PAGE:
Big easy prospect: a well-preserved low-sulfidation epithermal Au-Ag system in the late neoproterozoic, Newfoundland, Canada

Junco Rojas, Andrés Eduardo (2022) Big easy prospect: a well-preserved low-sulfidation epithermal Au-Ag system in the late neoproterozoic, Newfoundland, Canada. Masters thesis, Memorial University of Newfoundland.

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The Big Easy prospect is a low-sulfidation epithermal gold occurrence of Neoproterozoic age in the Burin-Bonavista region of Newfoundland, Canada. Mineralization is predominantly hosted in epiclastic rocks of the Musgravetown Group. This well-preserved system lies within the tectonostratigraphic Avalon Zone and is dated as Late Neoproterozoic (ca. 573 Ma). Previous work suggests that the most prospective period for epithermal deposits within the Neoproterozoic Avalon Zone is from ca. 620 Ma until the nominal end of the Neoproterozoic at 541 Ma. This period encompassed three episodes of arc magmatism, as recognized in the Burin Peninsula region: ca. 620 Ma (e.g., Broad Island Group), ca. 585 – 570 Ma (Marystown and Musgravetown Groups), and ca. 565 Ma (Long Harbour Group). Big Easy appears to have been associated with the 585 – 570 Ma episode, as were a number of volcanic/volcaniclastic-hosted occurrences in this region. The mineralization at Big Easy is subdivided here into four different styles of discrete Au- and Ag-bearing veins, containing characteristic ore mineral assemblages: Type I) Electrum dominant (High Au) – (pyrite + electrum ± sphalerite); Type II) High Au:Ag – (pyrite + electrum + native silver + naumannite + acanthite ± aguilarite ± chalcopyrite ± uytenbogaardtite); Type III) Ginguro (High Ag:Au) – (native silver + acanthite + electrum ± pyrite ± aguilarite ± chalcopyrite ± freibergite-tetrahedrite,); and Type IV) Molybdenite-rich (molybdenite + native silver + acanthite ± pyrite ± chalcopyrite ± sphalerite). Gold is mainly deported in type I and II veins as electrum observable in grains attached to, or enclosed by, pyrite crystals, or as rare uytenbogaardtite (Ag3AuS2). Geological and numerical models using existing drill hole data exhibit a strong spatial correlation between gold, silver, molybdenum, and arsenic distributions, and illustrate the predominant ambient hydrothermal alteration zone present in the preserved epithermal system. Strong correlations from PCA analysis, Pearson correlation values, and drill hole correlation analysis are observed for Au-Ag, but also for Mo-As. Mo and As in minor concentrations may be contained within pyrite in veins and pyritized selvages directly associated with Au-Ag mineralization. However, the more likely interpretation is that they are a signature of the extensive silicification and intense pyritization evident in the host epiclastic rocks, which predates the ore mineralization. Fluid inclusion microthermometry and SEM imaging were used to characterize the mineralogical and textural features of each vein style, as well as the estimated fluid temperatures and salinities (from 124.7 °C to 321.15 °C, and from 0.18 to 2.74 wt.% NaCl eq., respectively). Low-sulfidation Au-Ag deposits are a significant source of these metals globally. Big Easy, and other occurrences in the Avalon Zone, are a testament that mineral exploration for preserved epithermal deposits hosted in pre-Cenozoic rocks should not be neglected. New insights documented in this thesis will be useful for future exploration programs in the area. Big Easy represents a highly prospective epithermal system within the Avalon Zone and is one of the most important examples of this deposit type recognized in the Burin-Bonavista region to date.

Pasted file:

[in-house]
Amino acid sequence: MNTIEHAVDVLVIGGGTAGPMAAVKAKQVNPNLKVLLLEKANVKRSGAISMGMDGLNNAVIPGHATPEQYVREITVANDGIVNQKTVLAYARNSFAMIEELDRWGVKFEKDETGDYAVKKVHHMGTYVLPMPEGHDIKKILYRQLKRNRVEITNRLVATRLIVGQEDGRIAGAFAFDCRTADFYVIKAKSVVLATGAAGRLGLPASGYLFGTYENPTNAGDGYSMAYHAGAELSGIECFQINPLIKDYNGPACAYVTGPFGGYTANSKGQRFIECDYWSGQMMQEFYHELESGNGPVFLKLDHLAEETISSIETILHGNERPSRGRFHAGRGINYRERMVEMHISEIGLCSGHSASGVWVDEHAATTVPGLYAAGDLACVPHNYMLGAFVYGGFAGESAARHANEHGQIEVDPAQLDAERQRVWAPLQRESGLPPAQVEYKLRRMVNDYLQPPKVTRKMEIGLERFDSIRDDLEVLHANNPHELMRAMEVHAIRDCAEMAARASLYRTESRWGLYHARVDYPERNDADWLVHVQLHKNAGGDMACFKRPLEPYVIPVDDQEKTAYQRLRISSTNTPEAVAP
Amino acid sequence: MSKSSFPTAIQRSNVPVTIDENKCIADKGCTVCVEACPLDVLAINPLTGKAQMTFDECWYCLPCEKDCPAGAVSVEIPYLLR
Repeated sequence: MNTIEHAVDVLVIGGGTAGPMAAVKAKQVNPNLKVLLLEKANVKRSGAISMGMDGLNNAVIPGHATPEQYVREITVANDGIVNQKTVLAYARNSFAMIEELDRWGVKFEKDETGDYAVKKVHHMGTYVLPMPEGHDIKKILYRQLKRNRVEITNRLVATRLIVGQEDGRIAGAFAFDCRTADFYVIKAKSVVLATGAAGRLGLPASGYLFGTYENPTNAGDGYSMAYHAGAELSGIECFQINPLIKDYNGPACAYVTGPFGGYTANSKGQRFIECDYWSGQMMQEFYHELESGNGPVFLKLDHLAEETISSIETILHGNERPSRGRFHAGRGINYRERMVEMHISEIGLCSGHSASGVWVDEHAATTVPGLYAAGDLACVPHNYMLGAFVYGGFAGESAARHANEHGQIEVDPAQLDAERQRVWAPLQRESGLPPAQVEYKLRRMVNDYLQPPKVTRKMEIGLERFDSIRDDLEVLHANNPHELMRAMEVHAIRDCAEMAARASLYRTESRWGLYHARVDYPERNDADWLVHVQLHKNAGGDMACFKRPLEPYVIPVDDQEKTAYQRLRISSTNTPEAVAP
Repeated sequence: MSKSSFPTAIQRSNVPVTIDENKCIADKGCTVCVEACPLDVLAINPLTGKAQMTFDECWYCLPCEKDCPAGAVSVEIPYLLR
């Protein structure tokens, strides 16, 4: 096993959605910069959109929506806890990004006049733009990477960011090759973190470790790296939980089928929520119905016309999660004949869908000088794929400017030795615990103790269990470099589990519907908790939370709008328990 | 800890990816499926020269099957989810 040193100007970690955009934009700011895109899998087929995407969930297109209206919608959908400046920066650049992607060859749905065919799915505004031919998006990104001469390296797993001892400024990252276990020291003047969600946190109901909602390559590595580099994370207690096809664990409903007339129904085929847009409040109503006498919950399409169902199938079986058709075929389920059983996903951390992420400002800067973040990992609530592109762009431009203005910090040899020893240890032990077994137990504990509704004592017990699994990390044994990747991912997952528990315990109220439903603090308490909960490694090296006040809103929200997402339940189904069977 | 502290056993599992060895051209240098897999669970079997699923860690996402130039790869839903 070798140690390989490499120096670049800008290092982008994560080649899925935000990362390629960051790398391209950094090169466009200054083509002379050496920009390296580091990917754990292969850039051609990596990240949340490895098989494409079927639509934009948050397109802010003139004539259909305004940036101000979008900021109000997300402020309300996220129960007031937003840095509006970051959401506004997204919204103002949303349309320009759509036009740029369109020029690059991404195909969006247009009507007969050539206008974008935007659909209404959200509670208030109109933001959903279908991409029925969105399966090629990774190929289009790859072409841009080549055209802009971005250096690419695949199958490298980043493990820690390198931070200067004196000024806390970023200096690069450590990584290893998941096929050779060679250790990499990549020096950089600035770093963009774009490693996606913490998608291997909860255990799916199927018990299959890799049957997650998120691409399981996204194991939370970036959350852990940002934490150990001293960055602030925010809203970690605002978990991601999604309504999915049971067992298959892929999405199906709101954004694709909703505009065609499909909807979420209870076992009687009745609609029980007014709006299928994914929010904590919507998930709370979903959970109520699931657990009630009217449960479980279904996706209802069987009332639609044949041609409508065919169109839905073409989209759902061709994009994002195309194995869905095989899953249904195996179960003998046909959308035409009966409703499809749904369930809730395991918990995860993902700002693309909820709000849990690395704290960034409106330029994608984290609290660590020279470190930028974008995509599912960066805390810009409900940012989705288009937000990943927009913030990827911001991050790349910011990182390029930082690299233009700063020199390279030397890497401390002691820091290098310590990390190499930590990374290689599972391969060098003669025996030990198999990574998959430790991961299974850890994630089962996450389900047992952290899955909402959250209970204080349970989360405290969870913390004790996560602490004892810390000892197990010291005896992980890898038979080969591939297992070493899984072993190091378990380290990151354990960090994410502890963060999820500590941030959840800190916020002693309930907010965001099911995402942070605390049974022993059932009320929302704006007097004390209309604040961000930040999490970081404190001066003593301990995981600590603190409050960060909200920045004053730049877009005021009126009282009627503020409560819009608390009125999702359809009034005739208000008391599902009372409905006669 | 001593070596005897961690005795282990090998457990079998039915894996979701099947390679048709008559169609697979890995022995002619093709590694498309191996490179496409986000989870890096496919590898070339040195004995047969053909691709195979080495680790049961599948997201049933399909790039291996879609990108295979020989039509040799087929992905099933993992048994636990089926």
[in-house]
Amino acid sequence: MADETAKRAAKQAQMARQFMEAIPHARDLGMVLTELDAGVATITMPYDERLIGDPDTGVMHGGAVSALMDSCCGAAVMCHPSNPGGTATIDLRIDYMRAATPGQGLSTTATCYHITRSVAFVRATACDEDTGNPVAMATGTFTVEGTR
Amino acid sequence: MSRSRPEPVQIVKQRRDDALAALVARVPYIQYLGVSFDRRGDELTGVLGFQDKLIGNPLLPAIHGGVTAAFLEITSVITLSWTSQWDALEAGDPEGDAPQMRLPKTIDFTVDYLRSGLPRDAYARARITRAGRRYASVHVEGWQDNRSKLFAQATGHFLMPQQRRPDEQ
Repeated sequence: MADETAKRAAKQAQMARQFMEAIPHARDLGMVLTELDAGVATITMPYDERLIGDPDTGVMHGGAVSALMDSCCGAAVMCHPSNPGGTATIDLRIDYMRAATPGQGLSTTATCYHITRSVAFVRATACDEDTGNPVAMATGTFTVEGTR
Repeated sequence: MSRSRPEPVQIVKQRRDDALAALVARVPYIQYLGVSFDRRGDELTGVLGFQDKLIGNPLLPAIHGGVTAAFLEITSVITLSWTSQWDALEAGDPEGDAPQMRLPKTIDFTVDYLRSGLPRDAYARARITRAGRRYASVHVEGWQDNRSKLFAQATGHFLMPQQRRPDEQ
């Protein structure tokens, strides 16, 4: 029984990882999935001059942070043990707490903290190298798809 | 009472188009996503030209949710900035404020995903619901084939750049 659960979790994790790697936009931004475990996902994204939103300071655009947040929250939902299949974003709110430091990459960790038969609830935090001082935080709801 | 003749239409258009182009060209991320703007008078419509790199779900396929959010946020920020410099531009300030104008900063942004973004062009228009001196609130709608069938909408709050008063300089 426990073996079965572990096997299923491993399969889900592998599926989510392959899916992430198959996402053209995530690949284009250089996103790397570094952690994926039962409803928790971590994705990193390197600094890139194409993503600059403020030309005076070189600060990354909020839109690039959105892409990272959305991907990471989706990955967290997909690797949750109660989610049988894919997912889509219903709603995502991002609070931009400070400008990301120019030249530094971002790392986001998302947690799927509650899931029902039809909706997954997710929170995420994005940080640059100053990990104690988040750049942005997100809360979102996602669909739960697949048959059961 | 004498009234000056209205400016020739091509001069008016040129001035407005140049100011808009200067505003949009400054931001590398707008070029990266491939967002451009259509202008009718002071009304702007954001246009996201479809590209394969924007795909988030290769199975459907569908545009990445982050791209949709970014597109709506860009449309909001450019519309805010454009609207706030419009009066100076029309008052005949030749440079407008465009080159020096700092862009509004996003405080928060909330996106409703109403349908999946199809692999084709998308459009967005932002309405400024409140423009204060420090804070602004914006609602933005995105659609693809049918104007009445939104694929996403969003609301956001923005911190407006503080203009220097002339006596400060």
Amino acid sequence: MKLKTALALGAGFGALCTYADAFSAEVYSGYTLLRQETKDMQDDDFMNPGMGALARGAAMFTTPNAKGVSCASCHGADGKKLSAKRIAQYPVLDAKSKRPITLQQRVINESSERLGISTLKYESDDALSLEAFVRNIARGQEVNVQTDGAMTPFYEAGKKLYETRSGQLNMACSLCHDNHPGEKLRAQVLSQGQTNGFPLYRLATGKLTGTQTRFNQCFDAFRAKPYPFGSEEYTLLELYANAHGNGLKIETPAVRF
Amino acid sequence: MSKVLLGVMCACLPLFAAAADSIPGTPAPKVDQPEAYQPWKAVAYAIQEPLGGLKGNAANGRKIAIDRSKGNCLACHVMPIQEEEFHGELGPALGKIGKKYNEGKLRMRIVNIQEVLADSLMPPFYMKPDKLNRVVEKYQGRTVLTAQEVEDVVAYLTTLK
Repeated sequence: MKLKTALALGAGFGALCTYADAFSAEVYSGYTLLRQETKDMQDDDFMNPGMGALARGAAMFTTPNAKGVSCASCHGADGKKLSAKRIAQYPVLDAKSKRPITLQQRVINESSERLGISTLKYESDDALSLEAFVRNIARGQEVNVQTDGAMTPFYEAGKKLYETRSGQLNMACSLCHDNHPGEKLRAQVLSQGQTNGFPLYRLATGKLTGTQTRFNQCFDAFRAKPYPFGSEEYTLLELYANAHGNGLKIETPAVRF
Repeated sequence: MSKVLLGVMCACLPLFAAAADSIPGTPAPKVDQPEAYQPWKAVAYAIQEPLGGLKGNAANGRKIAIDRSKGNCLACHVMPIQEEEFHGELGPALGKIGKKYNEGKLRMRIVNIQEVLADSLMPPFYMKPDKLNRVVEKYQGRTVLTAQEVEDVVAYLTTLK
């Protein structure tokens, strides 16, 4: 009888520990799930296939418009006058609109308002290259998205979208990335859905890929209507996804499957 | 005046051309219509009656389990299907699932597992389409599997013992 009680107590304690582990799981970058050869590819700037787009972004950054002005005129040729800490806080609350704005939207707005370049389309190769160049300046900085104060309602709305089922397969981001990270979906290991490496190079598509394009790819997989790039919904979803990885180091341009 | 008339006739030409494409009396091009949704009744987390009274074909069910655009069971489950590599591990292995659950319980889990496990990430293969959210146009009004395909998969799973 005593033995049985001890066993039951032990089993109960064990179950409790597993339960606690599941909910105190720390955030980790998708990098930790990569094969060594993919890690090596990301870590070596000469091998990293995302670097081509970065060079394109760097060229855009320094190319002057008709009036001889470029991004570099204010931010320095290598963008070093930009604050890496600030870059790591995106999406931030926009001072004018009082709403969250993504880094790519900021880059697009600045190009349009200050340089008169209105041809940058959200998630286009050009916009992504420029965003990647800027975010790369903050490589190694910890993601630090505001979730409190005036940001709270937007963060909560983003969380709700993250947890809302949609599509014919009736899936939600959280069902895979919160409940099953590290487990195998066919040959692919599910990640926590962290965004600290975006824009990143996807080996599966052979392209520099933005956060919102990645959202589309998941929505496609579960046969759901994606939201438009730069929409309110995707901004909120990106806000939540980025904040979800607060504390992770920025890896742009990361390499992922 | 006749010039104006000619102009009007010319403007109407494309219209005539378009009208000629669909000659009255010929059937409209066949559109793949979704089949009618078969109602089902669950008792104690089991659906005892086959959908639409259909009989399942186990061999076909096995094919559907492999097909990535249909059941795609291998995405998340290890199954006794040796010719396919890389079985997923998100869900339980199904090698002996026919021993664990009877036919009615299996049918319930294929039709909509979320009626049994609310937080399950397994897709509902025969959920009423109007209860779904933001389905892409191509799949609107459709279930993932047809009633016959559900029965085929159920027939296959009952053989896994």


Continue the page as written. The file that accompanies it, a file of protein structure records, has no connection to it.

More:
Item Type: Thesis (Masters)
Item ID: 15899
Additional Information: Includes bibliographical references
Keywords: Avalon zone, epiclastic, epithermal, gold, silver, low-sulfidation, silicification
Department(s): Science, Faculty of > Earth Sciences
Date: November 2022
Date Type: Submission
Digital Object Identifier (DOI):
Library of Congress Subject Heading: Gold ores--Geology--Newfoundland and Labrador--Burin Peninsula (N.L.); Mines and mineral resources--Newfoundland and Labrador--Burin Peninsula (N.L.); Geology--Newfoundland and Labrador--Burin Peninsula (N.L.); Mineralogical chemistry--Newfoundland and Labrador--Burin Peninsula (N.L.)

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